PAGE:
Genesis 20

1 Abraham traveled from there towards the land of the South, and lived between Kadesh and Shur. He lived as a foreigner in Gerar. 2 Abraham said about Sarah his wife, “She is my sister.” Abimelech king of Gerar sent, and took Sarah. 3 But God came to Abimelech in a dream of the night, and said to him, “Behold, you are a dead man, because of the woman whom you have taken. For she is a man’s wife.” 4 Now Abimelech had not come near her. He said, “Lord, will you kill even a righteous nation? 5 Didn’t he tell me, ‘She is my sister?’ She, even she herself, said, ‘He is my brother.’ In the integrity of my heart and the innocence of my hands have I done this.” 6 God said to him in the dream, “Yes, I know that in the integrity of your heart you have done this, and I also withheld you from sinning against me. Therefore I didn’t allow you to touch her. 7 Now therefore, restore the man’s wife. For he is a prophet, and he will pray for you, and you will live. If you don’t restore her, know for sure that you will die, you, and all who are yours.” 8 Abimelech rose early in the morning, and called all his servants, and told all these things in their ear. The men were very scared. 9 Then Abimelech called Abraham, and said to him, “What have you done to us? How have I sinned against you, that you have brought on me and on my kingdom a great sin? You have done deeds to me that ought not to be done!” 10 Abimelech said to Abraham, “What did you see, that you have done this thing?” 11 Abraham said, “Because I thought, ‘Surely the fear of God is not in this place. They will kill me for my wife’s sake.’ 12 Besides, she is indeed my sister, the daughter of my father, but not the daughter of my mother; and she became my wife. 13 When God caused me to wander from my father’s house, I said to her, ‘This is your kindness which you shall show to me. Everywhere that we go, say of me, “He is my brother.”’” 14 Abimelech took sheep and cattle, male servants and female servants, and gave them to Abraham, and restored Sarah, his wife, to him. 15 Abimelech said, “Behold, my land is before you. Dwell where it pleases you.” 16 To Sarah he said, “Behold, I have given your brother a thousand pieces of silver. Behold, it is for you a covering of the eyes to all that are with you. In front of all you are vindicated.” 17 Abraham prayed to God. God healed Abimelech, and his wife, and his female servants, and they bore children. 18 For the LORD had closed up tight all the wombs of the house of Abimelech, because of Sarah, Abraham’s wife.

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Questions about today’s reading? See if Matthew Henry can help.
Matthew Henry’s Concise Commentary, 1706

Verses 1–8

Crooked policy will not prosper: it brings ourselves and others into danger. God gives Abimelech notice of his danger of sin, and his danger of death for his sin. Every wilful sinner is a dead man, but Abimelech pleads ignorance. If our consciences witness, that, however we may have been cheated into a snare, we have not knowingly sinned against God, it will be our rejoicing in the day of evil. It is matter of comfort to those who are honest, that God knows their honesty, and will acknowledge it. It is a great mercy to be hindered from committing sin; of this God must have the glory. But if we have ignorantly done wrong, that will not excuse us, if we knowingly persist in it. He that does wrong, whoever he is, prince or peasant, shall certainly receive for the wrong which he has done, unless he repent, and, if possible, make restitution.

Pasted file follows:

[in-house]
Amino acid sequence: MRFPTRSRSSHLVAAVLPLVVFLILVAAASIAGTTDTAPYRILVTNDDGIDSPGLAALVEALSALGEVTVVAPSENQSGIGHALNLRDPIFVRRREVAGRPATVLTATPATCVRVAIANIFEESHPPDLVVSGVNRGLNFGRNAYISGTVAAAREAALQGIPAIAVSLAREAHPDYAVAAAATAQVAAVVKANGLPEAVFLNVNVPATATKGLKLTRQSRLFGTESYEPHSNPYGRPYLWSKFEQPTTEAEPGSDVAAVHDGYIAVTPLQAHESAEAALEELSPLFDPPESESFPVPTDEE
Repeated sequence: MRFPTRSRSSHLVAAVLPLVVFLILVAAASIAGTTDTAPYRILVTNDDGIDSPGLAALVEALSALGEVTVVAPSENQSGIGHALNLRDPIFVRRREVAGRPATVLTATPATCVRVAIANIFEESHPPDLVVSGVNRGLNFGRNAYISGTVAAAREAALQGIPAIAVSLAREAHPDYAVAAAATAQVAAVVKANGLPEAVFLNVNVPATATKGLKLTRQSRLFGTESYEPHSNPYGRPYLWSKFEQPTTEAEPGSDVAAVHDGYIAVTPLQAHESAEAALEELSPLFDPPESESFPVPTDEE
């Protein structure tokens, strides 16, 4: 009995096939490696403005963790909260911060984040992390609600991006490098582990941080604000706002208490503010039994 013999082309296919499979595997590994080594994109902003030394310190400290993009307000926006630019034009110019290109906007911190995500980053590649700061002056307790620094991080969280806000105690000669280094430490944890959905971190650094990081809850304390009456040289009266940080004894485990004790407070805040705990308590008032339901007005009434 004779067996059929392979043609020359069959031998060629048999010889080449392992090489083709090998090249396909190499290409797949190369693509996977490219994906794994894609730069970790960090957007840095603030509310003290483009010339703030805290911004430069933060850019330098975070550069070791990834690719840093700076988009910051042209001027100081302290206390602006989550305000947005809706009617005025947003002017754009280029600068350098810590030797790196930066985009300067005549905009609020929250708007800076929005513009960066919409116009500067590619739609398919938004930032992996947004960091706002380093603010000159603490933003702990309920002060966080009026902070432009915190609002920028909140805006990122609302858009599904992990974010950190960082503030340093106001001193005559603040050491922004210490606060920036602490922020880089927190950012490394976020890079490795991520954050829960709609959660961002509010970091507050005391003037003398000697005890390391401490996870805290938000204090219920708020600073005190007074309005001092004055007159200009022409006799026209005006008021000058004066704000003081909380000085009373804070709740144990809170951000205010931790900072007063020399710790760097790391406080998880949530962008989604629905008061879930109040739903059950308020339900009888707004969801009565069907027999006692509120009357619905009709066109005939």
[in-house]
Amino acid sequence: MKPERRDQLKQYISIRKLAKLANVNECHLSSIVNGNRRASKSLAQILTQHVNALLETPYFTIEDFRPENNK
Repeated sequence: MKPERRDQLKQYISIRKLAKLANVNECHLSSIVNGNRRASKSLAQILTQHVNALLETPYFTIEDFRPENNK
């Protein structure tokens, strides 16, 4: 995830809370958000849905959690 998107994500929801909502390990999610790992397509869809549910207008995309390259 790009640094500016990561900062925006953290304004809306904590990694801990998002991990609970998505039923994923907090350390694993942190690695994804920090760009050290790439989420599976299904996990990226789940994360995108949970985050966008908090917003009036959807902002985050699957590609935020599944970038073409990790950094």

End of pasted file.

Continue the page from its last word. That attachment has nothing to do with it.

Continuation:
Verses 9–13

See here much to blame, even in the father of the faithful. Mark his distrust of God, his undue care about life, his intent to deceive. He also threw temptation in the way of others, caused affliction to them, exposed himself and Sarah to just rebukes, and yet attempted an excuse. These things are written for our warning, not for us to imitate. Even Abraham hath not whereof to glory. He cannot be justified by his works, but must be indebted for justification, to that righteousness which is upon all and unto all them that believe. We must not condemn all as hypocrites who fall into sin, if they do not continue in it. But let the unhumbled and impenitent take heed that they do not sin on, thinking that grace may abound. Abimelech, being warned of God, takes the warning; and being truly afraid of sin and its consequences, he rose early to pursue the directions given him.

Verses 14–18

We often trouble ourselves, and even are led into temptation and sin, by groundless suspicions; and find the fear of God where we expected it not. Agreements to deceive generally end in shame and sorrow; and restraints from sin, though by suffering, should be thankfully acknowledged. Though the Lord rebuke, yet he will pardon and deliver his people, and he will give them favour in the sight of those with whom they sojourn; and overrule their infirmities, when they are humbled for them, so that they shall prove useful to themselves and others.

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